Detainees on Manus Island are seeking an injunction to prevent their removal to Nauru or elsewhere until Australia’s High Court hears their case.
If a new High Court claim against Australia's offshore detention regime succeeds, it will entirely undermine Australia’s inhumane practices in relation to “those who come across the seas”.
Informed critique of the courts and their work is essential to the proper functioning of a democracy.
A "judicial activist", it seems, decides cases in favour of a preferred (non-“mainstream”) litigant or interest, to reach a result that is inconsistent with a conservative worldview.
The High Court is unlikely to be sympathetic to claims of discrimination against the microparties in the proposed Senate reforms.
A suggested constitutional challenge to the Senate reforms through the High Court is unlikely to succeed.
There is no endgame for refugees on either Manus Island or Nauru – no answer to where they are supposed to settle in the long term.
Parts of a High Court decision on the legality of offshore processing deal a crucial blow to the tired argument that what happens offshore is not Australia’s responsibility.
A Brisbane-born baby boy, whose parents are from Iran, is one of 37 babies who could be deported to Nauru.
The High Court has thrown out a challenge to the government's power to detain people offshore.
Judge Thokozile Masipa during Oscar Pistorius’ trial in the High Court.
The debate about the quality of High Court judges after the Pistorius trials reflects a different cultural clash in South Africa – one in which incompetence is often associated with black people.
The government’s revised citizenship-stripping bill improves upon the original proposal in a number of ways.
The government's revised citizenship-stripping bill adopted all recommendations made by a parliamentary committee. But it's still no certainty to survive a High Court challenge.
The Nauruan government’s announcements have already had a much greater effect in the High Court than on Nauru itself.
Many have claimed that the ending of detention on Nauru is a strategic move to undermine a constitutional challenge to Australia’s offshore detention regime, heard by the High Court this week.
The High Court unanimously accepted that limits on donations to parties and candidates are constitutional.
Constitutional judges are best seen as backstops, not as activists for one value like liberty over others like integrity and equality.
The decision is a win for 69-year-old Queensland breast cancer survivor Yvonne D'Arcy.
Australia's highest court has ruled a gene mutation linked to cancer cannot be patented, ending a long battle over whether companies can own the rights to genetic material.
Dyson Heydon prided himself throughout his judicial career on the robust independence and intellectual integrity he brought to the role.
How has a former judge with an avowed commitment to judicial independence and probity found himself at the centre of a very public controversy over his own impartiality?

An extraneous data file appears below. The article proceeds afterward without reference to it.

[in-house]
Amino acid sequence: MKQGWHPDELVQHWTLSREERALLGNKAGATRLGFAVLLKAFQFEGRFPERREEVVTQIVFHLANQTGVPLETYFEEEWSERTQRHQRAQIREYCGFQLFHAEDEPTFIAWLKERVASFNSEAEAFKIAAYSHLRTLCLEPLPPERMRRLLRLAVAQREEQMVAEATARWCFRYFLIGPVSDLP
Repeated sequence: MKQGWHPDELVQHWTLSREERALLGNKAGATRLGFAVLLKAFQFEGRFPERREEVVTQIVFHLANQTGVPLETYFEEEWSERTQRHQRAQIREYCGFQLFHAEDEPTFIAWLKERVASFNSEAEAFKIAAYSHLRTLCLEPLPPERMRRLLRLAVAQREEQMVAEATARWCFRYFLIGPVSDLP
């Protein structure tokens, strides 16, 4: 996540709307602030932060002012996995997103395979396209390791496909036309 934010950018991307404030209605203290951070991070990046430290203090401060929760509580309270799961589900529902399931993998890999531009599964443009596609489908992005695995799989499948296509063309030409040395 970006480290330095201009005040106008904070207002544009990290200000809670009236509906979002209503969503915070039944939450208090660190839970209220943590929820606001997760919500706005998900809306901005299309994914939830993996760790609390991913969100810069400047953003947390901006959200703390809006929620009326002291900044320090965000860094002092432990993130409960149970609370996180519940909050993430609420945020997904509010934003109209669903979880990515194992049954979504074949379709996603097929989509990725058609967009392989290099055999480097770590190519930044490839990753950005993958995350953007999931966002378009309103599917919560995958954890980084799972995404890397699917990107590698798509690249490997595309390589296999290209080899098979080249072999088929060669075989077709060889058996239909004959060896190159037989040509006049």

The message that terrorism is exceptional and egregious will be compromised if the current citizenship revocation bill becomes law.
Multiple concerns have been raised about the citizenship-stripping bill's inattention to human rights, its differential impact upon dual and sole nationals, and its potential application to persons who commit relatively minor crimes.
Australia’s method of appointing judges to its highest courts is opaque and informal.
It is no criticism of Australia’s judiciary to say that it would be preferable, both for them and the public, if they took office after a more transparent process.
What options is Australia left with for same-sex marriage rights?
Tony Abbott raised several possibilities on Australia's road to achieving same-sex marriage. But the only way Australia will get there is through parliament.
Karen Nettleton, whose daughter and grandchildren are currently in Syria, has a made a public plea for her family to be allowed to return to Australia.
Whatever we think of the family of foreign fighter Khaled Sharrouf or their circumstances, they enjoy the right to return on the same footing as every other Australian citizen.
South Australia’s proposed anti-bikie laws criminalise the wearing of anything that indicates association with a declared ‘criminal organisation’ on licensed premises.
While South Australia's proposed anti-bikie laws may be constitutional, there are clear reasons why introducing them is at best premature – and at worst a very bad idea.
The Northern Territory’s ‘paperless arrest’ powers are at odds with recommendations by the Royal Commission into Aboriginal Deaths in Custody.
Northern Territory police powers to make 'paperless arrests' are completely contrary to recommendations by the Royal Commission into Aboriginal Deaths in Custody, and now the inevitable has happened.
The investigation that brought down the NSW Premier, Barry O'Farrell, is one of several that has put the powers of ICAC in the spotlight.
ICAC has claimed some high-profile scalps, prompting some claims that the watchdog is out of control. Yet our new research shows 99% of complaints don't proceed to a formal investigation.
The High Court has upheld a NSW Court of Appeal decision that ICAC had no power to investigate Crown prosecutor Margaret Cunneen.
The High Court has decided ICAC did not have the power to investigate a NSW Crown prosecutor, so the commission will have to review investigations involving the conduct of private individuals.
Three of the seven seats in the High Court of Australia will soon be filled by women judges.
Now that women will make up 40% of High Court judges come June 2015, is gender now irrelevant? Hardly. Women have made up slightly less than 10% of all High Court judges in the court’s history.